In an interview with The Irrawaddy, President’s Office deputy director-general and spokesperson U Zaw Htay responded to accusations by international organizations of the killing of civilians by the Burma Army during violence in Arakan State’s Maungdaw last weekend.
How do you respond to accusations in the media that the Burma Army has committed extrajudicial killings in Maungdaw Township?
Many allegations are spread online. Even the ASEAN Parliamentarians for Human Rights released such a statement and unreliable websites often publish groundless accusations.
The second issue is access to information in the conflict zone. We are assessing the situation but temporarily it is not safe.
We already sent an information team from the Ministry of Information to the conflict zone in Maungdaw to observe the situation on the ground and we will consider allowing local reporters into the area. That’s why we sent an information unit ahead to observe the situation. Government security forces are acting very carefully not to harm any civilians in the crackdown on attackers and to act within the law and not violate human rights. In Maungdaw, suspects are hiding among villagers and creating a confusing situation for security forces.
We encourage all communities, both Muslim and Buddhist, not to assist militants and to collaborate with the government. We also want to urge the ASEAN Parliamentarians for Human Rights and numerous other global organizations to avoid actions which could unintentionally support violent attacks and terrorism.
According to state media, at least 25 people died over the weekend in the Maungdaw area when the army used a helicopter to quell an angry mob—international organizations claim many civilians died. Was it necessary for the military to open fire from a helicopter?
Internationally, there have been many such incidents. In the Middle East women and children are used as human shields to carry out terrorist attacks. Sunday’s Maungdaw attack broke out in a village of about 800 households—think how many people quickly became involved. The entire village joined against the army and the commander was shot by an attacker armed with a gun looted on Oct. 9. The commander had to be airlifted for medical treatment but died before the helicopter landed in the village. The helicopter did not fire rockets or bombs, soldiers fired random shots with a machine gun.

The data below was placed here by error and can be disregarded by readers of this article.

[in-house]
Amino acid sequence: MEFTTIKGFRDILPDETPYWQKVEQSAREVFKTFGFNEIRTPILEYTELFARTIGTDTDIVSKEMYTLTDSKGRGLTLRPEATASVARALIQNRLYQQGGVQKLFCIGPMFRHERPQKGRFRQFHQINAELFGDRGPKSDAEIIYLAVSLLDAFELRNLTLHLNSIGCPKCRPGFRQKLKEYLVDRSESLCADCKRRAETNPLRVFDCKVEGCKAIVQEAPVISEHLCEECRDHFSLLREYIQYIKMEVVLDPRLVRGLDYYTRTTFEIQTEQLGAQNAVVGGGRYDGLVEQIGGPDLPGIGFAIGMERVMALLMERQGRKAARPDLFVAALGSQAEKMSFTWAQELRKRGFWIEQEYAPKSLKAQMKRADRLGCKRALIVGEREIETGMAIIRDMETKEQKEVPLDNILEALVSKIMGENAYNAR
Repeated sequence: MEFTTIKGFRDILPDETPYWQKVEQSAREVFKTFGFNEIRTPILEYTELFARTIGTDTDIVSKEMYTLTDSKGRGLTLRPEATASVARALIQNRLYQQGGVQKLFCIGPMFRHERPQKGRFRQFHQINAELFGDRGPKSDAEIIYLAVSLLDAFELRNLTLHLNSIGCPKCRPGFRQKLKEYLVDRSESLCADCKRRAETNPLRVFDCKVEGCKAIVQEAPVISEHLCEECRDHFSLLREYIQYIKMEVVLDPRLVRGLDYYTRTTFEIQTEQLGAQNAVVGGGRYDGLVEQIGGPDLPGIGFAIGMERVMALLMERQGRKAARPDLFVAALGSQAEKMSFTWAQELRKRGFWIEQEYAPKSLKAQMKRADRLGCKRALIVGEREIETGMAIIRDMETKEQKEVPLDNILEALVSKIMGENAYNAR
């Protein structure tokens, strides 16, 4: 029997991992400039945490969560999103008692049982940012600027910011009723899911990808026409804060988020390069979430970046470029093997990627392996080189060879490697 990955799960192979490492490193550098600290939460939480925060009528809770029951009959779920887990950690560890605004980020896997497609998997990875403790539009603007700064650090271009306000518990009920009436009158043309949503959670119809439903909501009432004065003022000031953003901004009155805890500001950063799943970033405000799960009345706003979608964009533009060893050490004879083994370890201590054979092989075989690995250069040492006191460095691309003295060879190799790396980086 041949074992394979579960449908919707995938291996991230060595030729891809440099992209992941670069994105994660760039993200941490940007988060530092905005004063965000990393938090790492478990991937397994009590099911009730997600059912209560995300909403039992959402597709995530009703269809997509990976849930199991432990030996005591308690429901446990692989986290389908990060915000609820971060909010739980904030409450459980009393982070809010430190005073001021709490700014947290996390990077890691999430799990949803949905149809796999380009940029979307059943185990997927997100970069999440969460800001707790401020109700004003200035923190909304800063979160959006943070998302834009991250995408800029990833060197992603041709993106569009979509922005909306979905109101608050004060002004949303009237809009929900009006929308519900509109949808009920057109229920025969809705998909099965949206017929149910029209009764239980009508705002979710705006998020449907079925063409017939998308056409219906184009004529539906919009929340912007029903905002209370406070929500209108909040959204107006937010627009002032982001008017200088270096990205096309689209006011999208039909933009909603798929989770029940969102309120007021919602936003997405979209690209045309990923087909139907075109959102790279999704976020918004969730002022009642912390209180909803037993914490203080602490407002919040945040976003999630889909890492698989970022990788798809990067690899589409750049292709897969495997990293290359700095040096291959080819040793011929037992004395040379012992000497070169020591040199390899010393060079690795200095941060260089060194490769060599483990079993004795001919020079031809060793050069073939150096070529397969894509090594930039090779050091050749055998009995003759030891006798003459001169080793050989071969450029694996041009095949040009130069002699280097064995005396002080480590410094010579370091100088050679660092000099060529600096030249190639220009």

The army troops were not able to surround the large village. Aggressive villagers chanted and ambushed security forces from hiding places. After the attacker shot the commander he was hidden by residents of the village. We did not want to use the helicopter in this instance—it was just coincidence that we were airlifting the wounded commander. Throughout the manhunt the army and police have been careful not to harm unarmed civilians.
Why has there been no video footage to disprove claims of abuse, despite the government sending teams into the conflict zone to collect information?
The army and police force have records—photographic evidence and video clips—but some of these are inappropriate to disclose to the public. We have a policy not to release graphic photos or photos that show dead bodies. The attacks in Maungdaw are not related to religious or racial problems. We are trying to arrest attackers involved in the Oct. 9 attacks and retrieve firearms which were looted from weapon stores at the border guard posts.
On the other hand, our government has a discreet nationwide operation with religious leaders in order to prevent communal and religious problems. We really are deeply concerned about how to handle this problem. If we released bloody pictures and video clips, we worry that people would use them to instigate religious conflict.
You have said that the authorities would select suitable reporters from local media to visit the conflict zone, when will that be?
I cannot say exactly when that will be because it will depend on the situation of our prior information unit’s report on how they obtain the information on the ground. The situation in Maungdaw must be stable and at the moment we have insufficient time to train journalists to follow the army into the operation zone—access to information is up to the situation on the ground.